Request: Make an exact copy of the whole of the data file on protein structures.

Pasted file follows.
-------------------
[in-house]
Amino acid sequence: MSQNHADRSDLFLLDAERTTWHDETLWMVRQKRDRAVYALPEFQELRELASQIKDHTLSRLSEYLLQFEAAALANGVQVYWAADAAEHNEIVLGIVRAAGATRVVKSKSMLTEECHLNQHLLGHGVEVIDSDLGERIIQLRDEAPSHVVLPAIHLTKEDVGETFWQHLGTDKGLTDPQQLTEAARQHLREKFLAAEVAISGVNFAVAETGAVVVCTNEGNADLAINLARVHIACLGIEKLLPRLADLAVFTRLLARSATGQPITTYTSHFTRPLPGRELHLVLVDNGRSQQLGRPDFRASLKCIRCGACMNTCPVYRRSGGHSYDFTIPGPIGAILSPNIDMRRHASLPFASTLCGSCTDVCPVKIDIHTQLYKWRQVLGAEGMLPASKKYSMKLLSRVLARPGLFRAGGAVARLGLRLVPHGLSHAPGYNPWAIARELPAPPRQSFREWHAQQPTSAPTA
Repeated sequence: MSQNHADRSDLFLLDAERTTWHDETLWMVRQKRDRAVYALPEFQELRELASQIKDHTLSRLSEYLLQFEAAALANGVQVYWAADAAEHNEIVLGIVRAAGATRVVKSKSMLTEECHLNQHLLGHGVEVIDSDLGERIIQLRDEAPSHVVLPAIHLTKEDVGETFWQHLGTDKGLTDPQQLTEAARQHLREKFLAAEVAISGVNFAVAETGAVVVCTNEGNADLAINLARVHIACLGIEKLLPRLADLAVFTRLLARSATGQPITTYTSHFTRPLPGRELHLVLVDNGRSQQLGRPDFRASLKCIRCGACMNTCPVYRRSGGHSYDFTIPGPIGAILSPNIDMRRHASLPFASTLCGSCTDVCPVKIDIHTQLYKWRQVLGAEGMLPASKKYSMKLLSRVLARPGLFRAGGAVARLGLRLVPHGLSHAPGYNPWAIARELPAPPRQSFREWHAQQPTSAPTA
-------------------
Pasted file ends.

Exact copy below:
[in-house]
Amino acid sequence: MSQNHADRSDLFLLDAERTTWHDETLWMVRQKRDRAVYALPEFQELRELASQIKDHTLSRLSEYLLQFEAAALANGVQVYWAADAAEHNEIVLGIVRAAGATRVVKSKSMLTEECHLNQHLLGHGVEVIDSDLGERIIQLRDEAPSHVVLPAIHLTKEDVGETFWQHLGTDKGLTDPQQLTEAARQHLREKFLAAEVAISGVNFAVAETGAVVVCTNEGNADLAINLARVHIACLGIEKLLPRLADLAVFTRLLARSATGQPITTYTSHFTRPLPGRELHLVLVDNGRSQQLGRPDFRASLKCIRCGACMNTCPVYRRSGGHSYDFTIPGPIGAILSPNIDMRRHASLPFASTLCGSCTDVCPVKIDIHTQLYKWRQVLGAEGMLPASKKYSMKLLSRVLARPGLFRAGGAVARLGLRLVPHGLSHAPGYNPWAIARELPAPPRQSFREWHAQQPTSAPTA
Repeated sequence: MSQNHADRSDLFLLDAERTTWHDETLWMVRQKRDRAVYALPEFQELRELASQIKDHTLSRLSEYLLQFEAAALANGVQVYWAADAAEHNEIVLGIVRAAGATRVVKSKSMLTEECHLNQHLLGHGVEVIDSDLGERIIQLRDEAPSHVVLPAIHLTKEDVGETFWQHLGTDKGLTDPQQLTEAARQHLREKFLAAEVAISGVNFAVAETGAVVVCTNEGNADLAINLARVHIACLGIEKLLPRLADLAVFTRLLARSATGQPITTYTSHFTRPLPGRELHLVLVDNGRSQQLGRPDFRASLKCIRCGACMNTCPVYRRSGGHSYDFTIPGPIGAILSPNIDMRRHASLPFASTLCGSCTDVCPVKIDIHTQLYKWRQVLGAEGMLPASKKYSMKLLSRVLARPGLFRAGGAVARLGLRLVPHGLSHAPGYNPWAIARELPAPPRQSFREWHAQQPTSAPTA